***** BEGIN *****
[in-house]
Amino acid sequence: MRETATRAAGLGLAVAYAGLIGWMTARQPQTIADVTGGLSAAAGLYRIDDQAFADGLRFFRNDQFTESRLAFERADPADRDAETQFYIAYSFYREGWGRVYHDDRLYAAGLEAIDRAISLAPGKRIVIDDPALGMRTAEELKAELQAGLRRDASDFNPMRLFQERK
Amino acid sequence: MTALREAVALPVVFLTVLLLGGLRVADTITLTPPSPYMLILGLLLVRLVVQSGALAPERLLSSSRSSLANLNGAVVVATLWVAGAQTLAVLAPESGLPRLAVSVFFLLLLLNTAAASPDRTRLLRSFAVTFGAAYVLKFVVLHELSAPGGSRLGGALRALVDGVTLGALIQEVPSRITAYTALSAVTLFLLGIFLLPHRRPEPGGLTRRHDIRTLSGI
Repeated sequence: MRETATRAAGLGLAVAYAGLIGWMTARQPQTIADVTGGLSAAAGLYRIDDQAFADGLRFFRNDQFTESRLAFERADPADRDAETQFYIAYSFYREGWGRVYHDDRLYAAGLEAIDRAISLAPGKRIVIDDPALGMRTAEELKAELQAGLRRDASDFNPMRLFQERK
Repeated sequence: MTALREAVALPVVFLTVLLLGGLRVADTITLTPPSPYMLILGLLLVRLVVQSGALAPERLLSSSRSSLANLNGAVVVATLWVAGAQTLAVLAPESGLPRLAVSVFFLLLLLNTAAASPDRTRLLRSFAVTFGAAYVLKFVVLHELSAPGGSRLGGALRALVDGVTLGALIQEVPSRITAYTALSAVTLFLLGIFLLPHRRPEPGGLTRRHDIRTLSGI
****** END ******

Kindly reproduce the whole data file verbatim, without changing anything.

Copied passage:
[in-house]
Amino acid sequence: MRETATRAAGLGLAVAYAGLIGWMTARQPQTIADVTGGLSAAAGLYRIDDQAFADGLRFFRNDQFTESRLAFERADPADRDAETQFYIAYSFYREGWGRVYHDDRLYAAGLEAIDRAISLAPGKRIVIDDPALGMRTAEELKAELQAGLRRDASDFNPMRLFQERK
Amino acid sequence: MTALREAVALPVVFLTVLLLGGLRVADTITLTPPSPYMLILGLLLVRLVVQSGALAPERLLSSSRSSLANLNGAVVVATLWVAGAQTLAVLAPESGLPRLAVSVFFLLLLLNTAAASPDRTRLLRSFAVTFGAAYVLKFVVLHELSAPGGSRLGGALRALVDGVTLGALIQEVPSRITAYTALSAVTLFLLGIFLLPHRRPEPGGLTRRHDIRTLSGI
Repeated sequence: MRETATRAAGLGLAVAYAGLIGWMTARQPQTIADVTGGLSAAAGLYRIDDQAFADGLRFFRNDQFTESRLAFERADPADRDAETQFYIAYSFYREGWGRVYHDDRLYAAGLEAIDRAISLAPGKRIVIDDPALGMRTAEELKAELQAGLRRDASDFNPMRLFQERK
Repeated sequence: MTALREAVALPVVFLTVLLLGGLRVADTITLTPPSPYMLILGLLLVRLVVQSGALAPERLLSSSRSSLANLNGAVVVATLWVAGAQTLAVLAPESGLPRLAVSVFFLLLLLNTAAASPDRTRLLRSFAVTFGAAYVLKFVVLHELSAPGGSRLGGALRALVDGVTLGALIQEVPSRITAYTALSAVTLFLLGIFLLPHRRPEPGGLTRRHDIRTLSGI